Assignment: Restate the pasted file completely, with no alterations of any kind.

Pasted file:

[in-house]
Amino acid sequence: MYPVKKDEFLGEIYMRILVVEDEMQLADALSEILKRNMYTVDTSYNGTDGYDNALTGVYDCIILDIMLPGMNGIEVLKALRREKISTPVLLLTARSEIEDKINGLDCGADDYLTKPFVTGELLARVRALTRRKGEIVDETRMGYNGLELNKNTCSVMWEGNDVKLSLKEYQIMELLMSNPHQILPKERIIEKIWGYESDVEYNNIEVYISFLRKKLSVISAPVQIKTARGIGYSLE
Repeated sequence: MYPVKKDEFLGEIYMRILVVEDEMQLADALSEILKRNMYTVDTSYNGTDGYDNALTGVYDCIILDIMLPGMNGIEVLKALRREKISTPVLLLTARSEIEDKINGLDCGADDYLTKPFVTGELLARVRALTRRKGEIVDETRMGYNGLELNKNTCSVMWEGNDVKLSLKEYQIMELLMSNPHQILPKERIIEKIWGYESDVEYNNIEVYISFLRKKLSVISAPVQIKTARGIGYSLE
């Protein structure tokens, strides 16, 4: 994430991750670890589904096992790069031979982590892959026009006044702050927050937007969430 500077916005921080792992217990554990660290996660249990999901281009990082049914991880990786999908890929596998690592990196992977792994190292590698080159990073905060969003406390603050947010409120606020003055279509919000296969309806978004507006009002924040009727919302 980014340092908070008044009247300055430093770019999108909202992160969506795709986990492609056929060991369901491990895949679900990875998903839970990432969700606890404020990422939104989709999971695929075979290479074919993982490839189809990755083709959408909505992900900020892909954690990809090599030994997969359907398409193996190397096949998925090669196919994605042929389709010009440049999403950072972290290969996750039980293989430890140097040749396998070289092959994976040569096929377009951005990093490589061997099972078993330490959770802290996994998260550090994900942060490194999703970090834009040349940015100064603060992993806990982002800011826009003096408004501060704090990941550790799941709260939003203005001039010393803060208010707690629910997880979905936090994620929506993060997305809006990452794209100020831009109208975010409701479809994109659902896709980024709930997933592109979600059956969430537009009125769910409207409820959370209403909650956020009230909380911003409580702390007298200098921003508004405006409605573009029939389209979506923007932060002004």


[in-house]
Amino acid sequence: MYPVKKDEFLGEIYMRILVVEDEMQLADALSEILKRNMYTVDTSYNGTDGYDNALTGVYDCIILDIMLPGMNGIEVLKALRREKISTPVLLLTARSEIEDKINGLDCGADDYLTKPFVTGELLARVRALTRRKGEIVDETRMGYNGLELNKNTCSVMWEGNDVKLSLKEYQIMELLMSNPHQILPKERIIEKIWGYESDVEYNNIEVYISFLRKKLSVISAPVQIKTARGIGYSLE
Repeated sequence: MYPVKKDEFLGEIYMRILVVEDEMQLADALSEILKRNMYTVDTSYNGTDGYDNALTGVYDCIILDIMLPGMNGIEVLKALRREKISTPVLLLTARSEIEDKINGLDCGADDYLTKPFVTGELLARVRALTRRKGEIVDETRMGYNGLELNKNTCSVMWEGNDVKLSLKEYQIMELLMSNPHQILPKERIIEKIWGYESDVEYNNIEVYISFLRKKLSVISAPVQIKTARGIGYSLE
């Protein structure tokens, strides 16, 4: 994430991750670890589904096992790069031979982590892959026009006044702050927050937007969430 500077916005921080792992217990554990660290996660249990999901281009990082049914991880990786999908890929596998690592990196992977792994190292590698080159990073905060969003406390603050947010409120606020003055279509919000296969309806978004507006009002924040009727919302 980014340092908070008044009247300055430093770019999108909202992160969506795709986990492609056929060991369901491990895949679900990875998903839970990432969700606890404020990422939104989709999971695929075979290479074919993982490839189809990755083709959408909505992900900020892909954690990809090599030994997969359907398409193996190397096949998925090669196919994605042929389709010009440049999403950072972290290969996750039980293989430890140097040749396998070289092959994976040569096929377009951005990093490589061997099972078993330490959770802290996994998260550090994900942060490194999703970090834009040349940015100064603060992993806990982002800011826009003096408004501060704090990941550790799941709260939003203005001039010393803060208010707690629910997880979905936090994620929506993060997305809006990452794209100020831009109208975010409701479809994109659902896709980024709930997933592109979600059956969430537009009125769910409207409820959370209403909650956020009230909380911003409580702390007298200098921003508004405006409605573009029939389209979506923007932060002004």